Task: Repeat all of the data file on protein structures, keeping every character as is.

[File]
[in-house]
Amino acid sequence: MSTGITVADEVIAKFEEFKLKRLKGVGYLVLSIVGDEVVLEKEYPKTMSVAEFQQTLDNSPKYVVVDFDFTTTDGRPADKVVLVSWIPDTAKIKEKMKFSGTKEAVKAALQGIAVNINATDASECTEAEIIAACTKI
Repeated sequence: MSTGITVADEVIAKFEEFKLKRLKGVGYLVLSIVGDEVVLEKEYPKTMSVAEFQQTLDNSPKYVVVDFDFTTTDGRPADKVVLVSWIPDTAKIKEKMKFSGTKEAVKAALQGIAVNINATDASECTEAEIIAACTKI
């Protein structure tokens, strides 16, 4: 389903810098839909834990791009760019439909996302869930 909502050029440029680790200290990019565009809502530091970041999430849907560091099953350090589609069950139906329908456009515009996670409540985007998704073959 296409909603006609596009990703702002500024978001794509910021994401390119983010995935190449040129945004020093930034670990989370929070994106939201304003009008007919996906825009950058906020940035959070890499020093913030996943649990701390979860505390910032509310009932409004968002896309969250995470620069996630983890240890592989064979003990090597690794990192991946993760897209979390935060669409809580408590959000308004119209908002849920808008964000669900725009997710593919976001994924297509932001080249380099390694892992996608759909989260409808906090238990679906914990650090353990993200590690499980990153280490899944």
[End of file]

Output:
[in-house]
Amino acid sequence: MSTGITVADEVIAKFEEFKLKRLKGVGYLVLSIVGDEVVLEKEYPKTMSVAEFQQTLDNSPKYVVVDFDFTTTDGRPADKVVLVSWIPDTAKIKEKMKFSGTKEAVKAALQGIAVNINATDASECTEAEIIAACTKI
Repeated sequence: MSTGITVADEVIAKFEEFKLKRLKGVGYLVLSIVGDEVVLEKEYPKTMSVAEFQQTLDNSPKYVVVDFDFTTTDGRPADKVVLVSWIPDTAKIKEKMKFSGTKEAVKAALQGIAVNINATDASECTEAEIIAACTKI
């Protein structure tokens, strides 16, 4: 389903810098839909834990791009760019439909996302869930 909502050029440029680790200290990019565009809502530091970041999430849907560091099953350090589609069950139906329908456009515009996670409540985007998704073959 296409909603006609596009990703702002500024978001794509910021994401390119983010995935190449040129945004020093930034670990989370929070994106939201304003009008007919996906825009950058906020940035959070890499020093913030996943649990701390979860505390910032509310009932409004968002896309969250995470620069996630983890240890592989064979003990090597690794990192991946993760897209979390935060669409809580408590959000308004119209908002849920808008964000669900725009997710593919976001994924297509932001080249380099390694892992996608759909989260409808906090238990679906914990650090353990993200590690499980990153280490899944």